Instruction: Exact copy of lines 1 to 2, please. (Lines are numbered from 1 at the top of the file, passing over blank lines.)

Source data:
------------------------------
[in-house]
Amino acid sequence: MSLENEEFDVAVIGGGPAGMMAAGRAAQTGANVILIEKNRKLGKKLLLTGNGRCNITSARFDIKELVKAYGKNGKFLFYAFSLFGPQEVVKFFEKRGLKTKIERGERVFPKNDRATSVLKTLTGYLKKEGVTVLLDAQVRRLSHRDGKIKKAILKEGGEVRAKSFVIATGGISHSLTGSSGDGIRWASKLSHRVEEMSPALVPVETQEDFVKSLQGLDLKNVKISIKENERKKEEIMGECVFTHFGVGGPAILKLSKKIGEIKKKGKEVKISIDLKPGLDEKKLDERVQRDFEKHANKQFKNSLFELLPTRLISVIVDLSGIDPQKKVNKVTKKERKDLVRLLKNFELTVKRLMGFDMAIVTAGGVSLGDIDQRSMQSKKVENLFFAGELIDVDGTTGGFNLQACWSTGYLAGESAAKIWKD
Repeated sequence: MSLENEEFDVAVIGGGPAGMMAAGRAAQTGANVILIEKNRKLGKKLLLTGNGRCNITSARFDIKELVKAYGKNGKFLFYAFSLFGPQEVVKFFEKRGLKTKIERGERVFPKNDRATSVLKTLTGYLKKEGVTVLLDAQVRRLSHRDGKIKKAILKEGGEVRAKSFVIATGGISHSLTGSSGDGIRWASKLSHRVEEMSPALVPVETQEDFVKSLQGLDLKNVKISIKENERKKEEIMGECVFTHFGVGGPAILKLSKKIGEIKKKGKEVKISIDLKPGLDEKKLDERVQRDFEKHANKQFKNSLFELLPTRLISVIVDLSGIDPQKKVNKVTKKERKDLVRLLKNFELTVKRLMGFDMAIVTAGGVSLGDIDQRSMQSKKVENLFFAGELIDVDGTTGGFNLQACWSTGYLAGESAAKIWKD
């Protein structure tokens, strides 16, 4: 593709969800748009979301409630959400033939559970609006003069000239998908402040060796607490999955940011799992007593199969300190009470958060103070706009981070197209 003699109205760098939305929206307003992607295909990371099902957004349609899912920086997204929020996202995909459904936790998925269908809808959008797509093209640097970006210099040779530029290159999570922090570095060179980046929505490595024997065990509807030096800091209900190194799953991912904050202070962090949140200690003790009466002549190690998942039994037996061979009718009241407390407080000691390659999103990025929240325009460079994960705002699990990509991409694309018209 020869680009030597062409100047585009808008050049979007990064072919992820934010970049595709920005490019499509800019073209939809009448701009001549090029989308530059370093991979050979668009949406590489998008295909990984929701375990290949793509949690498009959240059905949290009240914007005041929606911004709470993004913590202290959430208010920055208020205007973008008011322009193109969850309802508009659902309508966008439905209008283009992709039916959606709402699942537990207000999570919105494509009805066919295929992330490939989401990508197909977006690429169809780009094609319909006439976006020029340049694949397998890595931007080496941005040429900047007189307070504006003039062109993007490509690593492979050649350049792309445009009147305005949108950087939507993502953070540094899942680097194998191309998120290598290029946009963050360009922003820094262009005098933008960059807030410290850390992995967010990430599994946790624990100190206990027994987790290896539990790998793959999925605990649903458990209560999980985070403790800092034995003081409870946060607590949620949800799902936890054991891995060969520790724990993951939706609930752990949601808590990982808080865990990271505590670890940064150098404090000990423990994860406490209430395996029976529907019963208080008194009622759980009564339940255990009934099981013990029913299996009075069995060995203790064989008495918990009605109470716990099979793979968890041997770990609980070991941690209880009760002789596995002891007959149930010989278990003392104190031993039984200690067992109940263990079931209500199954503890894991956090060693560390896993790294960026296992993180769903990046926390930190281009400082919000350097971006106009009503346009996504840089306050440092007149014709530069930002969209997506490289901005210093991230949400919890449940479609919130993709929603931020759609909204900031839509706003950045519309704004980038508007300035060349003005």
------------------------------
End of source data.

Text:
[in-house]
Amino acid sequence: MSLENEEFDVAVIGGGPAGMMAAGRAAQTGANVILIEKNRKLGKKLLLTGNGRCNITSARFDIKELVKAYGKNGKFLFYAFSLFGPQEVVKFFEKRGLKTKIERGERVFPKNDRATSVLKTLTGYLKKEGVTVLLDAQVRRLSHRDGKIKKAILKEGGEVRAKSFVIATGGISHSLTGSSGDGIRWASKLSHRVEEMSPALVPVETQEDFVKSLQGLDLKNVKISIKENERKKEEIMGECVFTHFGVGGPAILKLSKKIGEIKKKGKEVKISIDLKPGLDEKKLDERVQRDFEKHANKQFKNSLFELLPTRLISVIVDLSGIDPQKKVNKVTKKERKDLVRLLKNFELTVKRLMGFDMAIVTAGGVSLGDIDQRSMQSKKVENLFFAGELIDVDGTTGGFNLQACWSTGYLAGESAAKIWKD